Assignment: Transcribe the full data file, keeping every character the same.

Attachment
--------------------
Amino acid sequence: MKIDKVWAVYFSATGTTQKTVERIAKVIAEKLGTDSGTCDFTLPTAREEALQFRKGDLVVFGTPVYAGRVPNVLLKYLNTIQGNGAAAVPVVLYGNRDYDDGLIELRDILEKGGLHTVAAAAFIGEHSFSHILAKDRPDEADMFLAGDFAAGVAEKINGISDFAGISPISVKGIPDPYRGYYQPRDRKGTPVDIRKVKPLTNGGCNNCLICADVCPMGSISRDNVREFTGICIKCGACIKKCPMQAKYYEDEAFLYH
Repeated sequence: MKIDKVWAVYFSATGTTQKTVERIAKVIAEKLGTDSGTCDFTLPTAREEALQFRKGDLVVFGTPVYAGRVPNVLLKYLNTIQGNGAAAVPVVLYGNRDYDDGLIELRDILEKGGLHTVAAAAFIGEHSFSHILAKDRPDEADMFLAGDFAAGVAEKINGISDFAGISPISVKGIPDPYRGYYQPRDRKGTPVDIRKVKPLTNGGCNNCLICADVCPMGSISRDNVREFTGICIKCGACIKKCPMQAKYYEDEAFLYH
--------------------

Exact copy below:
Amino acid sequence: MKIDKVWAVYFSATGTTQKTVERIAKVIAEKLGTDSGTCDFTLPTAREEALQFRKGDLVVFGTPVYAGRVPNVLLKYLNTIQGNGAAAVPVVLYGNRDYDDGLIELRDILEKGGLHTVAAAAFIGEHSFSHILAKDRPDEADMFLAGDFAAGVAEKINGISDFAGISPISVKGIPDPYRGYYQPRDRKGTPVDIRKVKPLTNGGCNNCLICADVCPMGSISRDNVREFTGICIKCGACIKKCPMQAKYYEDEAFLYH
Repeated sequence: MKIDKVWAVYFSATGTTQKTVERIAKVIAEKLGTDSGTCDFTLPTAREEALQFRKGDLVVFGTPVYAGRVPNVLLKYLNTIQGNGAAAVPVVLYGNRDYDDGLIELRDILEKGGLHTVAAAAFIGEHSFSHILAKDRPDEADMFLAGDFAAGVAEKINGISDFAGISPISVKGIPDPYRGYYQPRDRKGTPVDIRKVKPLTNGGCNNCLICADVCPMGSISRDNVREFTGICIKCGACIKKCPMQAKYYEDEAFLYH